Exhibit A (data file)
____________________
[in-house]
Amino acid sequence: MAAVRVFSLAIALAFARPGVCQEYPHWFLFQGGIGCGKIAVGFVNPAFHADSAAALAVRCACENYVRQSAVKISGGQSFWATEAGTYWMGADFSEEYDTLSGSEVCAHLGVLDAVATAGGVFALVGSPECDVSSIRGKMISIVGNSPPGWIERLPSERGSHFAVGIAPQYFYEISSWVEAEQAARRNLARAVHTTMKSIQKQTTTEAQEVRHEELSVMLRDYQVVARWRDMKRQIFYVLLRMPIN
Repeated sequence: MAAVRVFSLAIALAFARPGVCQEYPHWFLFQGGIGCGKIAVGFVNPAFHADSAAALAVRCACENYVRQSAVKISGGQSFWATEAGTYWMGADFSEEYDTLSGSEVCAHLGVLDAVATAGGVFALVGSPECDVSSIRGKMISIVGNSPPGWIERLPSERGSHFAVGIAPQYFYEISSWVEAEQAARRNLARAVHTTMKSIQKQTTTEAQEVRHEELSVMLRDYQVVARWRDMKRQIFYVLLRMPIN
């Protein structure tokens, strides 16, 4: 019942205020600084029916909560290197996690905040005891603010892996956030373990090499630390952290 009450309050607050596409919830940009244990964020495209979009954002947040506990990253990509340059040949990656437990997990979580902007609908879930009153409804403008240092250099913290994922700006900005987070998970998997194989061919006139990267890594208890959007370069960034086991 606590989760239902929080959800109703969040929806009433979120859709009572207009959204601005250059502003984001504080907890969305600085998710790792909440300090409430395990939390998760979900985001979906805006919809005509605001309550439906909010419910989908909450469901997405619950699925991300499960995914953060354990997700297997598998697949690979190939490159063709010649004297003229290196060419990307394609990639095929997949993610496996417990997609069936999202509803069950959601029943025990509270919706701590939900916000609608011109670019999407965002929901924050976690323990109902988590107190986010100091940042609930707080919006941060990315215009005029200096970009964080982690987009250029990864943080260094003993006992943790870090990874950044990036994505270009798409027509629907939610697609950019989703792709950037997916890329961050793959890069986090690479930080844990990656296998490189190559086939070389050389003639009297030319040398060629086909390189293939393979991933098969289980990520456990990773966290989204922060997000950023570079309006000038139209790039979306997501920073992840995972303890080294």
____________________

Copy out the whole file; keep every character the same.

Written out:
[in-house]
Amino acid sequence: MAAVRVFSLAIALAFARPGVCQEYPHWFLFQGGIGCGKIAVGFVNPAFHADSAAALAVRCACENYVRQSAVKISGGQSFWATEAGTYWMGADFSEEYDTLSGSEVCAHLGVLDAVATAGGVFALVGSPECDVSSIRGKMISIVGNSPPGWIERLPSERGSHFAVGIAPQYFYEISSWVEAEQAARRNLARAVHTTMKSIQKQTTTEAQEVRHEELSVMLRDYQVVARWRDMKRQIFYVLLRMPIN
Repeated sequence: MAAVRVFSLAIALAFARPGVCQEYPHWFLFQGGIGCGKIAVGFVNPAFHADSAAALAVRCACENYVRQSAVKISGGQSFWATEAGTYWMGADFSEEYDTLSGSEVCAHLGVLDAVATAGGVFALVGSPECDVSSIRGKMISIVGNSPPGWIERLPSERGSHFAVGIAPQYFYEISSWVEAEQAARRNLARAVHTTMKSIQKQTTTEAQEVRHEELSVMLRDYQVVARWRDMKRQIFYVLLRMPIN
């Protein structure tokens, strides 16, 4: 019942205020600084029916909560290197996690905040005891603010892996956030373990090499630390952290 009450309050607050596409919830940009244990964020495209979009954002947040506990990253990509340059040949990656437990997990979580902007609908879930009153409804403008240092250099913290994922700006900005987070998970998997194989061919006139990267890594208890959007370069960034086991 606590989760239902929080959800109703969040929806009433979120859709009572207009959204601005250059502003984001504080907890969305600085998710790792909440300090409430395990939390998760979900985001979906805006919809005509605001309550439906909010419910989908909450469901997405619950699925991300499960995914953060354990997700297997598998697949690979190939490159063709010649004297003229290196060419990307394609990639095929997949993610496996417990997609069936999202509803069950959601029943025990509270919706701590939900916000609608011109670019999407965002929901924050976690323990109902988590107190986010100091940042609930707080919006941060990315215009005029200096970009964080982690987009250029990864943080260094003993006992943790870090990874950044990036994505270009798409027509629907939610697609950019989703792709950037997916890329961050793959890069986090690479930080844990990656296998490189190559086939070389050389003639009297030319040398060629086909390189293939393979991933098969289980990520456990990773966290989204922060997000950023570079309006000038139209790039979306997501920073992840995972303890080294």